I need your creative minds!

United States
August 3, 2008 7:44pm CST
I'm Fund Raising Chair for our church and I need to come up with a fund raiser that will generate excitement during the month of February. Either the fund raiser itself has to be exciting or I have to find some way to make paying the church's bills seem exciting. Let's face it, people get excited about building a new church or buying something for a mission or some other tangible goal. But paying the utility bills and pastor's salary really isn't that exciting. How excited do you get about sitting down to pay your household bills? But with the tough economy we are having trouble making ends meet at church as well as at home. And it looks like fund raising may be the only hope we have for getting through the winter heating bills, etc. It may seem like winter is a long time away, but these things take planning and we need to get some ideas flowing so we can firm up a plan. We are a very small church right now, about fifty members, so we can't get a whole lot more in our offering plates. We have to do something that draws in money from outside our congregation. We are planning a Holiday Bazaar for December and hope that it will get us going. But we need more than one injection to increase the cash flow. What kinds of things have any of you participated in to raise money for a non-profit? And how did it work? Help!
8 people like this
18 responses
@reinydawn (11651)
• United States
4 Aug 08
Well, this isn't something that is quick, but it sure is easy! If you start on it now, you're likely to have a fair amount of change by the time you need it, and it keeps on going and going and going. The best part is that it doesn't cost any of your members a dime! I found this when I started fundraising for my Susan G Komen 3-day walk. What you so is tell all the members of the congregation to save their ink cartridges/toners. Tell them to save the ones from work - with their employers permission. Go to the local businesses - accounting firms, law firms, title companies, doctors, whoever uses a printer and/or copier. This place called Funding Factory will PAY YOU for them! (As long as your church is set up as a valid non-profit organization). It doesn't cost a dime for you guys, everyone's using ink now-a-days. The postage is even free - they send you mailing lables. Check them out on the web (they're easy to find but I don't want to post the link or it might voilate the TOS here and we don't want that!). If you do sign up, can you use my referral link - 127466. Best of luck to you all!!!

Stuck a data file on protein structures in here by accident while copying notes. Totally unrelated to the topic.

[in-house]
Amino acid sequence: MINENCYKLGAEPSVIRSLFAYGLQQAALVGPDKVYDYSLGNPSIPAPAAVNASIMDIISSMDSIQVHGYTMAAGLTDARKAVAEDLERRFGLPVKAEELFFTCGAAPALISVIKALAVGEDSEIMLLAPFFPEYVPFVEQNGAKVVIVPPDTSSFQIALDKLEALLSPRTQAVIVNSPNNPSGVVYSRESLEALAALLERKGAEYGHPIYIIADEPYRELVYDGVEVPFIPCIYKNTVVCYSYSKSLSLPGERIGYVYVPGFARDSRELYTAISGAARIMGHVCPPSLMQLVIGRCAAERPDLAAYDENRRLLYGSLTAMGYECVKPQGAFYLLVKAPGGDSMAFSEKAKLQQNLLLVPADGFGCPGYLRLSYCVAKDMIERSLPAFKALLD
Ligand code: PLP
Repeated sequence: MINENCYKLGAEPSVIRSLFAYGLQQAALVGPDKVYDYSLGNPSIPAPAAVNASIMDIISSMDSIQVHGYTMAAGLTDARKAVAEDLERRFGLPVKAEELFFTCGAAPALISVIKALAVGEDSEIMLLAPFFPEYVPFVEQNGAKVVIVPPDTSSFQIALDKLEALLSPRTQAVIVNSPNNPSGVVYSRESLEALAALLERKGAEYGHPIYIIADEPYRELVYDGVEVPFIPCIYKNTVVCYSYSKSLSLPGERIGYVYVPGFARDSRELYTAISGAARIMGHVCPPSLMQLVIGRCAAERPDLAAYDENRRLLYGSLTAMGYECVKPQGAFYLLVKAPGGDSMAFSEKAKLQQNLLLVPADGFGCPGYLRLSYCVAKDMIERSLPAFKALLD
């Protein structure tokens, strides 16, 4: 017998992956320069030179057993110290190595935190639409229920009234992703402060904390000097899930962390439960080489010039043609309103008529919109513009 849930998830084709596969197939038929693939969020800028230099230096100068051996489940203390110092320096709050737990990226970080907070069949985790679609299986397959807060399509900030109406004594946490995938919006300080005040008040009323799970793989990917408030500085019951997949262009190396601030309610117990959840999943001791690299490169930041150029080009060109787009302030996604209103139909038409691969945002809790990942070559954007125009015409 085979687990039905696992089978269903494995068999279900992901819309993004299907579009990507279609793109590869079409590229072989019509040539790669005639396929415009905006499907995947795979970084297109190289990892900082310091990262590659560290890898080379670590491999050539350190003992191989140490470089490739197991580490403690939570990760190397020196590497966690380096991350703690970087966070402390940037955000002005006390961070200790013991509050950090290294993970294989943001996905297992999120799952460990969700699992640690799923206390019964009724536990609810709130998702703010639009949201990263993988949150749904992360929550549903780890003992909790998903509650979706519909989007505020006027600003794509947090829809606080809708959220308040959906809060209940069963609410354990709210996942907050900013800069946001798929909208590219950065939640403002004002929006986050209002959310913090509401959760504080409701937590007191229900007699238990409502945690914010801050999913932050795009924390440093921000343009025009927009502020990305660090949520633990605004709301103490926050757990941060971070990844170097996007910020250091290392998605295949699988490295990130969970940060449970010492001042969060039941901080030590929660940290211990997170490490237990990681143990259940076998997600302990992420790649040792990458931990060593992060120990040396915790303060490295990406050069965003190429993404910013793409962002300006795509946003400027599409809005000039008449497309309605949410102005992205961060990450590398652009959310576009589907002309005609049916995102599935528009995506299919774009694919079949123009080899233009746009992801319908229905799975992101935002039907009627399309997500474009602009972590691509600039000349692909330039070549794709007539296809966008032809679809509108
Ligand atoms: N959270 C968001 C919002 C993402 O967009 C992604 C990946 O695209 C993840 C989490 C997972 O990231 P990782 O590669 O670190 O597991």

4 people like this
@Aurone (4758)
• United States
4 Aug 08
That sounds like an excellent idea. I will have to remember that one for future organizations that I am involved with.
2 people like this
• United States
8 Aug 08
Since our church has gone green this would be a great thing to do even if it didn't earn much money. Thanks.
1 person likes this
@reinydawn (11651)